2013 Kia Rio SX Sedan (1.6L 4-cyl. 6-speed Automatic)
Driven On 3/13/2013
High feature content availability can't hide the fact that the Rio's chassis is not class-leading. It exhibits a busy, discombolulated ride and tepid dynamics, though acceleration is good. Very spacious for its class, with good forward visibility.
PerformanceGood acceleration, though the handling and steering could be better. Enthusiasts will look elsewhere for their entry level transportation.
By the numbers the Rio is above average in its ability to accelerate. It does have abrupt initial throttle tip-in, probably to make it feel sprightlier than it is.
Pedal feel is on the softer side but has a natural bite and progression.
The steering is quick and somewhat precise, but too numb and too light. Feels artificial at low speeds.
While the Rio is competent, there's not much for enthusiasts here. Low speed handling exhibits significant yaw delay.
The Rio's lackluster ride, handling and steering probably won't scare away buyers. Its power delivery is adequate.
ComfortRide and refinement isn't as strong as in other cars in its class, but it's still a step up from the previous generation of entry level compact cars. The segment is a moving target, however, and the Rio finds itself one step behind here.
Driver seat feels overstuffed and overinflated, and there is little lateral support. It is shaped to adopt a relaxed, spread-out driving position.
The Rio has a busy ride, which grows tiresome the longer you are in the car. It feels underdamped and harsh on broken or cracked pavement or seams.
Usually road noise becomes more prominent with vehicle speed, but somehow the Rio exhibits plenty of road noise at any speed. Wind noise is also prominent.
InteriorEasy to use and easy to live with. The Rio gives the impression of roominess despite its dimensions. Lots of features to boot.
Three-knob climate controls and chunky buttons are easy to use. Generally an easy-to-use cabin, though some will find the multimedia screen a bit fiddly.
Low threshold, a lightweight door and unintrusive seat make for easy getaways. Though this is a compact car, the roofline is not so low as to be in the way.
Compact in name only, the Rio manages to feel more spacious and airy than its label suggests.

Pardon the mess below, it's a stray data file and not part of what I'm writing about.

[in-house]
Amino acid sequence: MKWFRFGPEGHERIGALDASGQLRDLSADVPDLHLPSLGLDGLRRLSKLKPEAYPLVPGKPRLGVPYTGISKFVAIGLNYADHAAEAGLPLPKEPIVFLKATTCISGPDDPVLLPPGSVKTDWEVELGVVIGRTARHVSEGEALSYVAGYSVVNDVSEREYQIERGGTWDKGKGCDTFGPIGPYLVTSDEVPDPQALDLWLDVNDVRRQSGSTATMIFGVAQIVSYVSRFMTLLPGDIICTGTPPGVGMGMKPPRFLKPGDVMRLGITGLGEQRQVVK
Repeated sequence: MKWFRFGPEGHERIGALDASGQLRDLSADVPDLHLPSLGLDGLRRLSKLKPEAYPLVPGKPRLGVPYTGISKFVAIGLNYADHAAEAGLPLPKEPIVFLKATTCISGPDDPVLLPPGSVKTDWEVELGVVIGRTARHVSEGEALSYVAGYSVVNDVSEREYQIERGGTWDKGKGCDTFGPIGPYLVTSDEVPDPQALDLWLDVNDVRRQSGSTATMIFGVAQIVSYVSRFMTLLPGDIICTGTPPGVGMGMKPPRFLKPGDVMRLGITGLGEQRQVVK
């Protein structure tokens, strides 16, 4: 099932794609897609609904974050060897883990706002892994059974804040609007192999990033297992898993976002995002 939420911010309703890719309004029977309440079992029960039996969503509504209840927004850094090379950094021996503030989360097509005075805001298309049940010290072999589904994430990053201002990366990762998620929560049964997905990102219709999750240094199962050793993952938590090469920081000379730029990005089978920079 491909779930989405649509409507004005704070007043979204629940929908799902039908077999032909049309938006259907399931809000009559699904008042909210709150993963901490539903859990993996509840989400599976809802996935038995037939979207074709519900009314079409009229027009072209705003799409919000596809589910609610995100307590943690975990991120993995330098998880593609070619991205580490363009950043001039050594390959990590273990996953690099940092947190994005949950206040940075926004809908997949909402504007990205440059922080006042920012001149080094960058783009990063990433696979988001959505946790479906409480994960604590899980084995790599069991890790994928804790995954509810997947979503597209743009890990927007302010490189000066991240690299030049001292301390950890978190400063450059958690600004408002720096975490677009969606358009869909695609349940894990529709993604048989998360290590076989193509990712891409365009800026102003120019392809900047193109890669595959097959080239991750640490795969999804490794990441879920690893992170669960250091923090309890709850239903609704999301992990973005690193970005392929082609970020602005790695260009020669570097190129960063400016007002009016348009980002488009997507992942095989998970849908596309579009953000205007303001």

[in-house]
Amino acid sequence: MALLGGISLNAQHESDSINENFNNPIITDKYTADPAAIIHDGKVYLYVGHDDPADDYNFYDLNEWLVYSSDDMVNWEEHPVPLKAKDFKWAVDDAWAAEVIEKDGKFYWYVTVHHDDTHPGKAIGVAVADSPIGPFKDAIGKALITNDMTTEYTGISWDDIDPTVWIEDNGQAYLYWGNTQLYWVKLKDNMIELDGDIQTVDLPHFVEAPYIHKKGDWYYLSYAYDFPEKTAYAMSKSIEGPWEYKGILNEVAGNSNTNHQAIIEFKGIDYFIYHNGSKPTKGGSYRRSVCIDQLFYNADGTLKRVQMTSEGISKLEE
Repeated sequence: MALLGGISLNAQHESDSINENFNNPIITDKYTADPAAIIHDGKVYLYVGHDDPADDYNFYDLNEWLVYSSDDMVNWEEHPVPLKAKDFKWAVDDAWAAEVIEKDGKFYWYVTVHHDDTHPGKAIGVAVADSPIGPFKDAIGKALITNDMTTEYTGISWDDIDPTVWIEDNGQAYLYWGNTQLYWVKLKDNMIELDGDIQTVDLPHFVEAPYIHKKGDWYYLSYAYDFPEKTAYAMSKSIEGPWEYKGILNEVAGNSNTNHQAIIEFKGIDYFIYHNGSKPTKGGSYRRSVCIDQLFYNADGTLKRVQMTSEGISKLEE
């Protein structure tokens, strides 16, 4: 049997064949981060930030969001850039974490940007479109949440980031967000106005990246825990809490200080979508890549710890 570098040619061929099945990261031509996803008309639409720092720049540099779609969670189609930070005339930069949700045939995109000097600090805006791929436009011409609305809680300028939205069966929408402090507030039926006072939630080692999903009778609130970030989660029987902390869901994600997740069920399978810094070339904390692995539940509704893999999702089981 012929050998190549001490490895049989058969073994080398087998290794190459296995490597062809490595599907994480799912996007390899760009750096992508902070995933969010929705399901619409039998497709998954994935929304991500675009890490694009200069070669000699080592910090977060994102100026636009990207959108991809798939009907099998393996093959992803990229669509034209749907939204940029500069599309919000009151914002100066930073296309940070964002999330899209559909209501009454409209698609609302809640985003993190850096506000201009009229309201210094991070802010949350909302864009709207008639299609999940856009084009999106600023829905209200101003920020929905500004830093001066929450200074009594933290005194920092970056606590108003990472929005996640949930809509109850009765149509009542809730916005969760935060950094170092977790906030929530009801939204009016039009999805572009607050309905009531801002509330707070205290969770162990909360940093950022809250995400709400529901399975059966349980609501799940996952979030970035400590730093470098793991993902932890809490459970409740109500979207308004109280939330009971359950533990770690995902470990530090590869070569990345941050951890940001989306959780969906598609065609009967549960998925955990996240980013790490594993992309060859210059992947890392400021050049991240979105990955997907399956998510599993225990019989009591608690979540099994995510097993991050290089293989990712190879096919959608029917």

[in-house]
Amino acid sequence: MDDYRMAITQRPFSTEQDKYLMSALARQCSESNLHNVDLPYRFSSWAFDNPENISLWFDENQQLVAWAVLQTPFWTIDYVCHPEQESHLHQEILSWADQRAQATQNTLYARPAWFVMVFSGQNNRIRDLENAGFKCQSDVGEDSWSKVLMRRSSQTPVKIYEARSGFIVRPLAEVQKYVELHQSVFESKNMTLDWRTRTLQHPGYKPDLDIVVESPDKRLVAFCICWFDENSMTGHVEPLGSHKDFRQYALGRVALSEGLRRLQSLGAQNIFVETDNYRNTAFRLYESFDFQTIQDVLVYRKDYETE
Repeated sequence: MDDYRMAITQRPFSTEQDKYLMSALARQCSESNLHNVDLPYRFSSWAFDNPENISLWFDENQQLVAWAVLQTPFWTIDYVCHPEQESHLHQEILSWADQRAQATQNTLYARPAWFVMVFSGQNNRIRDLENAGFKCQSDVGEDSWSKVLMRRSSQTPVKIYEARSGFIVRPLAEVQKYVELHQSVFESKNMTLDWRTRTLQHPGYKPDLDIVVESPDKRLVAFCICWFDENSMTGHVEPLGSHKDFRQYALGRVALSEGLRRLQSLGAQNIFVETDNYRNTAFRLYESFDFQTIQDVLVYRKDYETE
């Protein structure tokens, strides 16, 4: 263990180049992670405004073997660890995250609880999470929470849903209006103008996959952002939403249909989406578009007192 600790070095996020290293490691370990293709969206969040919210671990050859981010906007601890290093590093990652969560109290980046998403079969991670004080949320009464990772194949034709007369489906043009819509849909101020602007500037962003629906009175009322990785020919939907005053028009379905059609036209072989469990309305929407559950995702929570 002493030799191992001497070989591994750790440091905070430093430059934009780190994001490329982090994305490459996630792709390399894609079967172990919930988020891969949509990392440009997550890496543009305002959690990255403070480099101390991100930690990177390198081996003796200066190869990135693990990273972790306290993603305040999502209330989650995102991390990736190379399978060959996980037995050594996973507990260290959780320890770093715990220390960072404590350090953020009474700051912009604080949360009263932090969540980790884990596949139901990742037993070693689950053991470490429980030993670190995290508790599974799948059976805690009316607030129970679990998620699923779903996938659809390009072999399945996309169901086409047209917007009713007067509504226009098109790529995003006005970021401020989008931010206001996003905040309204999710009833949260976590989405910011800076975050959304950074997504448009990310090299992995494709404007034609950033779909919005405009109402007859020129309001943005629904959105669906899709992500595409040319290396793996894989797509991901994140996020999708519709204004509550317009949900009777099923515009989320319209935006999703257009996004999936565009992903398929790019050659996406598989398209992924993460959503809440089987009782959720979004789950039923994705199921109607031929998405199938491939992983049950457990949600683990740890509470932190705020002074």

Large windshield and low cowl affords a good view forward. Small triangle windows at the base of the A-pillars do little to improve the view, but they do allow more light in.
Surprisingly large trunk and spacious backseat mean the Rio will swallow more gear than you might expect.
ValueA lot of features are available, though they could push the Rio's base price to a point where you might consider other vehicles. Kia's strong warranty is as compelling as ever.
Build Quality (vs. $)
Appears to be well-screwed together. Hard, dark plastics cover many surfaces, but the lack of distracting brightwork is a relief.
The Rio is brimming with useful features like keyless entry and ignition, navigation, iPod hookup, heated seats and an astonishingly clear backup camera.
We tested an SX model, which has a lot more features than other trim levels. Its $21,340 sticker price is at the high end of the Rio range.
When equipped with the 6-speed automatic, the Rio nets 28 city and 36 highway mpg. Real world fuel economy may vary.
5 year/60,000 mile basic warranty is above average, as is the 10 year/100,000 mile powertrain warranty.
The Rio offers no free scheduled maintenance but 5 years/60,000 miles of roadside assistance.
Fun To DriveIt's not fun or especially pleasing to drive. That said, it's not a penalty box. The Rio, especially in the SX trim we tested, is more than just basic transportation.
You'll have to derive your fun from aspects other than the Rio's primary dynamic interfaces.
The Rio's looks, features and space are its strong points, not the driving experience.
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